IQUIQUE, Chile — Coastal residents of Chile's far-north spent a second sleepless night outside their homes early Thursday after a major aftershock rattled an area hit a day earlier by a magnitude-8.2 earthquake that caused some damage and six deaths. No new major damage or casualties were reported.
After the 7.6-magnitude aftershock struck just before midnight Wednesday, Chile's Emergency Office and navy issued a tsunami alert and ordered a precautionary evacuation of low-lying areas for the country's whole 2,500-mile (4,000-kilometer) Pacific coastline.
Among those moved inland was President Michelle Bachelet, who was in the city of Arica assessing damage in the north from Tuesday night's powerful quake.
"I was evacuated like all citizens. One can see that the people are prepared," she tweeted early Thursday.
Chile's evacuation order was lifted at around 2 a.m. Thursday. The whole coast also was evacuated for several hours after Tuesday's quake, and for the night in the north, although the tsunami proved small.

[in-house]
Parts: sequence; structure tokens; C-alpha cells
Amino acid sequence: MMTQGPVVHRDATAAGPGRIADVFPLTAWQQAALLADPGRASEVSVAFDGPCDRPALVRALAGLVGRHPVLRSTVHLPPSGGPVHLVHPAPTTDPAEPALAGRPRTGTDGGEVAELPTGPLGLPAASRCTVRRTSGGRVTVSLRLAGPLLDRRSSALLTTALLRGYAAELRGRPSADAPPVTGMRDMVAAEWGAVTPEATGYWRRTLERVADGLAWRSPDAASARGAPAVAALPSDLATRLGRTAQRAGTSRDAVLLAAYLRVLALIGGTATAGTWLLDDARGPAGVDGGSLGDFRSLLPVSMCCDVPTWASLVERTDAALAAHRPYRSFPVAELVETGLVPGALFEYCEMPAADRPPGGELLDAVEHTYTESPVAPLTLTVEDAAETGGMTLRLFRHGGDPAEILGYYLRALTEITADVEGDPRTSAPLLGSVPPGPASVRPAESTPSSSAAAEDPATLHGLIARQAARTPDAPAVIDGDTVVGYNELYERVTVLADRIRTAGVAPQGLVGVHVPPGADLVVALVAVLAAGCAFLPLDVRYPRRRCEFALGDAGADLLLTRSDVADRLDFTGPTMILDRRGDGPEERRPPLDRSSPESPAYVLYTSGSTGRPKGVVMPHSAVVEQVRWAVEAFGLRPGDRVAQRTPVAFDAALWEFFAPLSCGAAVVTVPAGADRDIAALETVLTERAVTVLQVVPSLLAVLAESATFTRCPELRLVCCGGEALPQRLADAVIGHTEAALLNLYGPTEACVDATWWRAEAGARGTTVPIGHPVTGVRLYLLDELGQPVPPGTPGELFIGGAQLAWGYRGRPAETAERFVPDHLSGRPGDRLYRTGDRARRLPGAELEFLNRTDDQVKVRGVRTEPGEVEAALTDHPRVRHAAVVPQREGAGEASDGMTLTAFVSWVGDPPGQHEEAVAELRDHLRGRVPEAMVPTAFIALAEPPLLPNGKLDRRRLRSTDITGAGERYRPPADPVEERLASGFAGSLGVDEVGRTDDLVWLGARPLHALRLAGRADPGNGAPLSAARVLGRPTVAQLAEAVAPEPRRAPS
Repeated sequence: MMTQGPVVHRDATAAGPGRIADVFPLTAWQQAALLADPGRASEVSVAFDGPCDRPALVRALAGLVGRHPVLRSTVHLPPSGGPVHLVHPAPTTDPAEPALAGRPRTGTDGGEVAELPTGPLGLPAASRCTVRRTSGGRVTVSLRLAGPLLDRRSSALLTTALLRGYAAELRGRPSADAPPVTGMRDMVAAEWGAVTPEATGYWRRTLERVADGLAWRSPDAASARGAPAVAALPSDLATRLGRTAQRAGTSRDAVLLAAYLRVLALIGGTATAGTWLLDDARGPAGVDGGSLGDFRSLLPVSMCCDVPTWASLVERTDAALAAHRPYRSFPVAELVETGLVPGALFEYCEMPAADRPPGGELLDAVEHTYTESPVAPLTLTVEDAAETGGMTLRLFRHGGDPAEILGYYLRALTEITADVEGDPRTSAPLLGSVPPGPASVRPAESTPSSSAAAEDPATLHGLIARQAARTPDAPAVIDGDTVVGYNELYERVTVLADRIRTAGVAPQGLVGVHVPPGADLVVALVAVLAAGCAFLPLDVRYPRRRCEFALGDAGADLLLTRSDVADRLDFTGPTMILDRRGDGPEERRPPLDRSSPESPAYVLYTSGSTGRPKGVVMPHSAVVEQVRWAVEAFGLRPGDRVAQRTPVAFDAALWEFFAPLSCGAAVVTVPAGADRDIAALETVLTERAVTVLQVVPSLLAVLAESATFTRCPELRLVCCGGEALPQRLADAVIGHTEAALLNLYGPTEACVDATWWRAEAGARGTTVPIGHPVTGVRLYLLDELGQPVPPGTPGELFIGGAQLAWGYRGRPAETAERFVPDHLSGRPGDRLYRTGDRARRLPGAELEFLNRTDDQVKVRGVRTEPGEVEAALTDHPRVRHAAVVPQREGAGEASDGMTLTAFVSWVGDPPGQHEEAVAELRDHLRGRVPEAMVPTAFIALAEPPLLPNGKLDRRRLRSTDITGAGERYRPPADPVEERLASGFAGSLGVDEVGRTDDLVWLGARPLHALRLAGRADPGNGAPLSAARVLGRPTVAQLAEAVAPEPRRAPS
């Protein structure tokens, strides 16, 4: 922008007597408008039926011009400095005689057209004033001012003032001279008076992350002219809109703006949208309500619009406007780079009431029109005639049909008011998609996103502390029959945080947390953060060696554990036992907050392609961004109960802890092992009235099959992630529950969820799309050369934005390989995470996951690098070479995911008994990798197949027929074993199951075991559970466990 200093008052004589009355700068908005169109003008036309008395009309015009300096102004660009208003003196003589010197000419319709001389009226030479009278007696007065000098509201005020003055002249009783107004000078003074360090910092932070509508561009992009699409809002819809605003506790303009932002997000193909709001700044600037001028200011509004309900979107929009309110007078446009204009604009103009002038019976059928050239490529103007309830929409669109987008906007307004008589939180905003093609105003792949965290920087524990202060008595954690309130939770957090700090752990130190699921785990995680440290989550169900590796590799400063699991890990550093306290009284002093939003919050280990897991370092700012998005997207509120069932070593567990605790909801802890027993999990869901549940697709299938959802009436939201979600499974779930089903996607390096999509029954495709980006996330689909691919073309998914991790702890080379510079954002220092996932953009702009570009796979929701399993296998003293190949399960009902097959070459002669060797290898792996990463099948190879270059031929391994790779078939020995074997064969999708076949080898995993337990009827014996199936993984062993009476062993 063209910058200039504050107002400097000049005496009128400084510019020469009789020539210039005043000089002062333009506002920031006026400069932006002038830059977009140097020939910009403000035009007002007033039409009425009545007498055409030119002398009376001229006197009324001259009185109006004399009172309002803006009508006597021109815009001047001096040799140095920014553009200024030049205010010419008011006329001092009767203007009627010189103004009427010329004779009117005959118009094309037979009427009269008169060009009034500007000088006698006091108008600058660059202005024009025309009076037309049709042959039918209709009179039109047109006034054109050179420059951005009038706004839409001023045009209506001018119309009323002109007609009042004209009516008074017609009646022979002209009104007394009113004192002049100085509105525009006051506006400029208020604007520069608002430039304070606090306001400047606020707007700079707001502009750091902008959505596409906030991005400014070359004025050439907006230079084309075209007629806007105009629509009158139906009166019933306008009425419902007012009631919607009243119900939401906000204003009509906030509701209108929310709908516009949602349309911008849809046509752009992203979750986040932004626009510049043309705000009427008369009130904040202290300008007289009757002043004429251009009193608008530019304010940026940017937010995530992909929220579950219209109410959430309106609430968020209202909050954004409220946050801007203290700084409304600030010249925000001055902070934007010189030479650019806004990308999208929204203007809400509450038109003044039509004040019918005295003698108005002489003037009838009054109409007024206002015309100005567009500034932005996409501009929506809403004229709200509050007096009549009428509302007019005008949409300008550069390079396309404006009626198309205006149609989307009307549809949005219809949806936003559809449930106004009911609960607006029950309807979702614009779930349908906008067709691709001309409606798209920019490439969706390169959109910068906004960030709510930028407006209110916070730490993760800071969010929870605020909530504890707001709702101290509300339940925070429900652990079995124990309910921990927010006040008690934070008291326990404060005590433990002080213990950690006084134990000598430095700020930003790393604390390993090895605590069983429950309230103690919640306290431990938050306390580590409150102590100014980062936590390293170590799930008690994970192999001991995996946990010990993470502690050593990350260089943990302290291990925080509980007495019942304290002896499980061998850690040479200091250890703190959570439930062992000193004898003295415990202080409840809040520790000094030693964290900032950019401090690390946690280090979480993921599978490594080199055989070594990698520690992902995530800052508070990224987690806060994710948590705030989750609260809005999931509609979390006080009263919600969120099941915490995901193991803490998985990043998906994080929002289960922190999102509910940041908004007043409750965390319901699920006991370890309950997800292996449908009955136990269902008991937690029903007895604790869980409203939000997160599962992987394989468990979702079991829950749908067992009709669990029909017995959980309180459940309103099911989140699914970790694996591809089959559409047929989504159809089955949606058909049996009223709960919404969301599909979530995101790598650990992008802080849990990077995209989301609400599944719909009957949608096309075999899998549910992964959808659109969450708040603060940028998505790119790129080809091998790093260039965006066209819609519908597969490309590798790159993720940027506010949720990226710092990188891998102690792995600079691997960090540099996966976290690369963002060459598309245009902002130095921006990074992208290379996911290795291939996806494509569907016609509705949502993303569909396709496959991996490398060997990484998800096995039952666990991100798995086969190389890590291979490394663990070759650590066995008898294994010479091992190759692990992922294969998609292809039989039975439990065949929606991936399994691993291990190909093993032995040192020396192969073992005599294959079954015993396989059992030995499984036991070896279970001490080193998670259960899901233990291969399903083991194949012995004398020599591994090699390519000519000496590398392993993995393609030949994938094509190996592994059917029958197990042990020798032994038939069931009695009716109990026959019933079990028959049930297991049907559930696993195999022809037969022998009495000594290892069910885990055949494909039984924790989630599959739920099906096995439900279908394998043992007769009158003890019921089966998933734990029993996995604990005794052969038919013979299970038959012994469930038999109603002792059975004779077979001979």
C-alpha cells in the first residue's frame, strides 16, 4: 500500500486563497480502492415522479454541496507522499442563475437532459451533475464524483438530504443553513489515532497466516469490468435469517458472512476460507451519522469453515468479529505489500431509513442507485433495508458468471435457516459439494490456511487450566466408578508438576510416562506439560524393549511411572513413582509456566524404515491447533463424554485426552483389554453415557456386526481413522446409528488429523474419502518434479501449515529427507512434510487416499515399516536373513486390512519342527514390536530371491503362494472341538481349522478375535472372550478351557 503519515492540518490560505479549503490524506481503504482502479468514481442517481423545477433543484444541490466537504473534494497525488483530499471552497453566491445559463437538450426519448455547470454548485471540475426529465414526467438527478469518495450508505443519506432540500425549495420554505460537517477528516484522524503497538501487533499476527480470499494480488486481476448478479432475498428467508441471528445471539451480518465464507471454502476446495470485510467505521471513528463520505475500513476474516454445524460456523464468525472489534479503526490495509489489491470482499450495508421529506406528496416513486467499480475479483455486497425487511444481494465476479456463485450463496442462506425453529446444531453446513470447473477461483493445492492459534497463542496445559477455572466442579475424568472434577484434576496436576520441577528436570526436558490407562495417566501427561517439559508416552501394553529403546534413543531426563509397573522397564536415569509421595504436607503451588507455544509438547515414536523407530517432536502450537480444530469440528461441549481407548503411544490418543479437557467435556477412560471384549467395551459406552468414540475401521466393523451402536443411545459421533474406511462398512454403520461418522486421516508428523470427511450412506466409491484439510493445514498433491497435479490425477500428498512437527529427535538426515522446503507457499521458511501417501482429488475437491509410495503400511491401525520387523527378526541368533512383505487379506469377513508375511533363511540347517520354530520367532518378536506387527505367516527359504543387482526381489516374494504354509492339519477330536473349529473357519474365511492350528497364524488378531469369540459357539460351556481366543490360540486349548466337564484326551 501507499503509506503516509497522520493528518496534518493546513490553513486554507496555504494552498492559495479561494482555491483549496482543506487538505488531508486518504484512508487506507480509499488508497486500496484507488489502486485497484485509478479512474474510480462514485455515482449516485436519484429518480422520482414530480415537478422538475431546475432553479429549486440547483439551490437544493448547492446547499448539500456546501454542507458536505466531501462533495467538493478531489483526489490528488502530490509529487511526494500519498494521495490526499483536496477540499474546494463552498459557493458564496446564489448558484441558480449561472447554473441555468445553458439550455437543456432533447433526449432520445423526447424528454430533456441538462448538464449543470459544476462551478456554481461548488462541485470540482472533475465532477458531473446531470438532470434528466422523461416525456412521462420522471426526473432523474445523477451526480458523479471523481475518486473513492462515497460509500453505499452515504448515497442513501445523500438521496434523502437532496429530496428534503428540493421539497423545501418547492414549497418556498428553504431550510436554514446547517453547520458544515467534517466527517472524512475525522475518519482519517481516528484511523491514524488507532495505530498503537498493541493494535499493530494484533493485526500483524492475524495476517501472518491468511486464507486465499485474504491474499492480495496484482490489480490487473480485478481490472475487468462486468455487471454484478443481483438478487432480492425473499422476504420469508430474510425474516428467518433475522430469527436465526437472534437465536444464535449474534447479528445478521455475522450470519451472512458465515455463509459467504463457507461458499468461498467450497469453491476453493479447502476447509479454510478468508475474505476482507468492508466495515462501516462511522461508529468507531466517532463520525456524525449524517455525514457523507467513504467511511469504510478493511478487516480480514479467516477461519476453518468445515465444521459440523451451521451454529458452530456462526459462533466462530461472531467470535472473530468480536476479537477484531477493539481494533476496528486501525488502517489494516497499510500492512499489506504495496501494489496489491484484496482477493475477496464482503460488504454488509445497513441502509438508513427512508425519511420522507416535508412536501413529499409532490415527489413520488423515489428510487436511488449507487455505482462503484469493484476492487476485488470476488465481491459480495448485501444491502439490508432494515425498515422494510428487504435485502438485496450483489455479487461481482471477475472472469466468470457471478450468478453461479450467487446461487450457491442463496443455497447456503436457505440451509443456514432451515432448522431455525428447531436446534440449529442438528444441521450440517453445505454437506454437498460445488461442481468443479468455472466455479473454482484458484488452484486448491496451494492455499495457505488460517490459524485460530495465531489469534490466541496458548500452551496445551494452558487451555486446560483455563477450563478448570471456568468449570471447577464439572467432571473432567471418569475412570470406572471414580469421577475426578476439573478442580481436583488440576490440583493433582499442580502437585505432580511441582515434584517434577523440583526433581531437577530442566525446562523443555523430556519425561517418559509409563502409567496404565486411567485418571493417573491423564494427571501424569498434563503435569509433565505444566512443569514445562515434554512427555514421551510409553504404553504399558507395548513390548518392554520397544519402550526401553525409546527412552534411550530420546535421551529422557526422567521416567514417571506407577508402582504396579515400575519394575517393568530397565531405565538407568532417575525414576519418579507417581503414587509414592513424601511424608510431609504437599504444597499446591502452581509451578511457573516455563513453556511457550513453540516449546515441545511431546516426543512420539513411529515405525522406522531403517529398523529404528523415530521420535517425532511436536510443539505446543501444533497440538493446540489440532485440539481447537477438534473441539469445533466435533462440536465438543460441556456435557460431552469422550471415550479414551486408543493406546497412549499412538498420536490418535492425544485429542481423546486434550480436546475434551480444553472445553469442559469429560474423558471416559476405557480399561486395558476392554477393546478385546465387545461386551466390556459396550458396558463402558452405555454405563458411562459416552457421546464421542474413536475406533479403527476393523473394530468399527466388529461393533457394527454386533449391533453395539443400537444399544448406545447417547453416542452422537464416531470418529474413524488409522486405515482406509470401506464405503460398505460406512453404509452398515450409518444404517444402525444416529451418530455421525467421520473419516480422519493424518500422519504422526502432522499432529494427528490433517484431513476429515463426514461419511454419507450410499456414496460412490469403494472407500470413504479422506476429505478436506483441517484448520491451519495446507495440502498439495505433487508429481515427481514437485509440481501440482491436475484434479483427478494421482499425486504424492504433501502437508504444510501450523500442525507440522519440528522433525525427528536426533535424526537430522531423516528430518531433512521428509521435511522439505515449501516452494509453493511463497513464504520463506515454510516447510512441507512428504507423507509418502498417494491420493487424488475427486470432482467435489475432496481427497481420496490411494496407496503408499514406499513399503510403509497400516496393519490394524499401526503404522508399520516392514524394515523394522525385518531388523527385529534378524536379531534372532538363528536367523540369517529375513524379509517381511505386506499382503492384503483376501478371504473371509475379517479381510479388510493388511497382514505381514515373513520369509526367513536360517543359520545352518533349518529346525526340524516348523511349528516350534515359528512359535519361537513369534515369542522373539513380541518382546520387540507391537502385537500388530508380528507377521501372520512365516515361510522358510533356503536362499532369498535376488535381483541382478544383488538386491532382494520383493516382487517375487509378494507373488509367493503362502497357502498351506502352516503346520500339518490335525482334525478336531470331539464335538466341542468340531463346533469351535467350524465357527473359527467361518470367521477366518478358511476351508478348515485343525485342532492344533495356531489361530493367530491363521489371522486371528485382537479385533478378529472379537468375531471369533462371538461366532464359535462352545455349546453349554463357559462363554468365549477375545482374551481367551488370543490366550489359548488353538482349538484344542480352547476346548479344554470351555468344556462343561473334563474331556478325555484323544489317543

The aftershock caused buildings to shake and people to run out into the streets in the port of Iquique, which was one of the cities that suffered damage from the Tuesday earthquake. There were no immediate reports of serious damage or injuries from the aftershock, which was one of dozens that have followed the magnitude-8.2 quake.
State television said the aftershock caused some landslides near Alto Hospicio, a poor area in the hills above Iquique where about 2,500 homes were damaged by Tuesday' earthquake.
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